Series: Wroge Elements #1
Author: D. E. M. Emrys
Pages: 200 (ebook)
Published: November 24th 2012
Published by: Four Branches Publishing
Wroge has not seen war for twelve years, not since the Arneuton invasion. The Arneut rule, the Keltir serve, and the Vikir and Narz remain in exile. The blood of four races belongs to the earth of one land.
But what if blood was to run again?
Draven Reinhardt is a man with a nightmare of a past, dreaming of a better future. He paid his dues in blood and coin, settling for a quieter life, a better life. Gone are the knocks at the door from his past. But what happens when the future comes knocking?
Like any boy, Kale wants to follow in his father’s footsteps – if only he knew what they were. It’s hard enough to find his own feet in the walk of life, without knowing where he came from.
The walk of life is a lonely one for an outsider, Astartes will vouch for that. Raised a tax collector’s son, and born of foreign blood, he searches for a friend who will overlook the divide.
Divided, four races stand. United, someone will fall. Will the past shape the future, or can blood be washed clean?
‘It Began With Ashes’ is the story of how life’s greatest struggle is to accept who you are – a tale of broken promises, bitter grudges, and brotherhoods bound in blood.
Astartes and his tax-collector father Nicolas are travelling to the village of Hearth in the Emberfen forest when Astartes sees a haunting silhouette in the forest. A man with horns. There are soon all too many of these about, and old friends and ex-mercenaries Draven and Shrike fight to protect their home, their wives Morganna and Wynne fight to escape, and their sons Kalekht and Deule fight to survive. After a short introductory story in From Man to Man, this is the first story in the Wroge Elements series, and the first real introduction to the world at large.
This is a well written book, and I found it quite easy to get into. The descriptions are good - if a little repetitive at times when it comes to describing people: we are constantly being reminded about the defining characteristic of some characters - and the story is intriguing. There is plenty of action, with the fight scenes not being skimped on but explored quite thoroughly, evoking more of the senses than just saying what the characters can see.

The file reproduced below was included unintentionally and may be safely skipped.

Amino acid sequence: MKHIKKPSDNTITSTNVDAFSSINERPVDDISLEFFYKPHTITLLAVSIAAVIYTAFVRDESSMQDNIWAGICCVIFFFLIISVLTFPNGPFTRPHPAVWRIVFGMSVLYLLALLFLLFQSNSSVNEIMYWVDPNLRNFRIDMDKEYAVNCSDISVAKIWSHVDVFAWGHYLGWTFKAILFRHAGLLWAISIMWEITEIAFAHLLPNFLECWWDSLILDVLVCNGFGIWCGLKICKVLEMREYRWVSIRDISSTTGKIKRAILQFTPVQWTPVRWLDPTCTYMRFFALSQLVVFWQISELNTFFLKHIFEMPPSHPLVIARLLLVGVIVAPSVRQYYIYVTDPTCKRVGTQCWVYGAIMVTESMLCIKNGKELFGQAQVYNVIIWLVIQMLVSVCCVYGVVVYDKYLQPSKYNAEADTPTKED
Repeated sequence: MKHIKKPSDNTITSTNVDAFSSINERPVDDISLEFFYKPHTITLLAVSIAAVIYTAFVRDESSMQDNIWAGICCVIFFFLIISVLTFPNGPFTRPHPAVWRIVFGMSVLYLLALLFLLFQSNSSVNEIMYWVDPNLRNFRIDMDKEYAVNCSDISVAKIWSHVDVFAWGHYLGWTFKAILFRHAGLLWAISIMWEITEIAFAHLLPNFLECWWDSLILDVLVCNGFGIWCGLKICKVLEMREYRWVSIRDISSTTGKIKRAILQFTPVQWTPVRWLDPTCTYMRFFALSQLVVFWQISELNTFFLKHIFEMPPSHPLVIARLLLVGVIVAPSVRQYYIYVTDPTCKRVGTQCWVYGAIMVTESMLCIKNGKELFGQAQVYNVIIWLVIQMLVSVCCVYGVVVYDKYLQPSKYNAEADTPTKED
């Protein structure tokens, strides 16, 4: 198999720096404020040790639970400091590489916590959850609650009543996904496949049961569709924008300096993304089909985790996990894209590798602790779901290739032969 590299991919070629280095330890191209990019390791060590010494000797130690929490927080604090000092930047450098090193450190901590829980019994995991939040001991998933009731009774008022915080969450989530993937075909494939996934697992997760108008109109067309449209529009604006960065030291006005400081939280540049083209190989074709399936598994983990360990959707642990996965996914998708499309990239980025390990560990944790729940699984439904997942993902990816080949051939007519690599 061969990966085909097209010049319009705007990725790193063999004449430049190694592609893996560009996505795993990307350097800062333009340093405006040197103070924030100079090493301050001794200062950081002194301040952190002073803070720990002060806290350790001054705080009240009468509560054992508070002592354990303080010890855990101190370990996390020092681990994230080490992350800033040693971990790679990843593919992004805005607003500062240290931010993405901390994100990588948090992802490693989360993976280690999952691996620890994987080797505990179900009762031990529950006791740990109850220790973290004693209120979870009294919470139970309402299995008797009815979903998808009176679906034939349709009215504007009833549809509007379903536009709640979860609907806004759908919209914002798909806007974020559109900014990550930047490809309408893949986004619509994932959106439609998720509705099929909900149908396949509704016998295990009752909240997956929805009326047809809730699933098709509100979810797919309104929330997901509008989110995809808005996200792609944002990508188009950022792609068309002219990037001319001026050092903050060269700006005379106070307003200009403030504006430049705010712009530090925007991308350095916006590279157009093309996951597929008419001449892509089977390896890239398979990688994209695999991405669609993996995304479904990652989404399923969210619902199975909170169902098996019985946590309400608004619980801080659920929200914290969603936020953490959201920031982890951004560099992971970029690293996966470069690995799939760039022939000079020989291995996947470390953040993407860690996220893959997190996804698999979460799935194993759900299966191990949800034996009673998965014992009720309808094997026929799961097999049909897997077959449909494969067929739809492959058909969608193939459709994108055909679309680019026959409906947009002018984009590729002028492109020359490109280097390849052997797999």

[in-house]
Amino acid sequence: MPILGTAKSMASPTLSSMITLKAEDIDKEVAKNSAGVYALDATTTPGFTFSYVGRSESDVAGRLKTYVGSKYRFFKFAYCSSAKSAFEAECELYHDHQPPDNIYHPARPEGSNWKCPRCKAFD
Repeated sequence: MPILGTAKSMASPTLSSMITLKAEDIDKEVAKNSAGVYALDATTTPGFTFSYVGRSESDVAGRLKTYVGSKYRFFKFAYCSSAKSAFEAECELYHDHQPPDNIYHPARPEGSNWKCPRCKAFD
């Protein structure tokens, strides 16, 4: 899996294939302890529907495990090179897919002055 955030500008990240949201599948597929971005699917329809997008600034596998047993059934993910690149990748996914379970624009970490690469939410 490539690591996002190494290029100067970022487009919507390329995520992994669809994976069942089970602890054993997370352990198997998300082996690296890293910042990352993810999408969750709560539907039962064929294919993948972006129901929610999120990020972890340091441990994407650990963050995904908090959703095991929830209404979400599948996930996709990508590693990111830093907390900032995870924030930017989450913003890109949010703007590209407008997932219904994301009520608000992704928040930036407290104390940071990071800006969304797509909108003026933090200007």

But From Man to Man was written purely from Draven's point-of-view, and I enjoyed his voice, his little humorous thoughts that he kept to himself, the things he left unsaid in general. We don't get any of Draven's POV in this book and I missed that a little. I hope he comes back later in the series. Not that there is any real reference to From Man to Man. There is one remark about Nicolas and Draven being friends, but nothing else. I expected a little more link between the two, but then maybe this was written first which would make it understandable.
We are introduced into the world well, not left confused by a lack of information but not having it all thrown at us at once with info dumps. There are a number of clans resident in Wroge, as well as the occupying Arneut people, who all seem quite ignorant about each other (the children at least), giving the perfect excuse for explanatory sections here and there about the war, or the world, or the politics or whatever. But these aren't cumbersome, giving us just what we need to know without being excessive and going into too much detail.
I liked the whole 'clan' thing, and that each has its own rites and areas of general expertise. Thought has obviously gone into it all and I'm looking forward to finding out more. One problem I had with the created societies was their oath - "Fraid and Govannon's bloodied blades". It just seems like a bit of a mouthful, and I sure wouldn't be able to be bothered to say this all the time. And as far as I can remember, you're never even told who Fraid and Govannon are. And people are basically lazy - think about how many contractions there are in our language, and how easily people fell into 'text speak' - and I think even something like this would have been shortened down somewhat, except maybe for things you really need to swear about.
The descriptions of people - as I've already mentioned - were sometimes a little cumbersome as well. Deule is often referred to merely as 'the knotted-haired boy' (and in all honesty I'm not even sure what image this is supposed to portray: I'm torn between general messiness and dreadlocks), and Morganna and Wynne as 'the two mothers' as if they are the only ones about who are mothers. Near the end of the book Draven is referred to as the Blacksmith of Hearth, as if we haven't been following him about for the past 150 pages or whatever and know who he is quite well by this point.
There were a couple of other little things that didn't quite make sense, some that didn't quite sit right with me, but overall I very much enjoyed this book. There is a definite ending, but it is open enough to give you some clues as to what will be coming in the next instalment and keep you interested.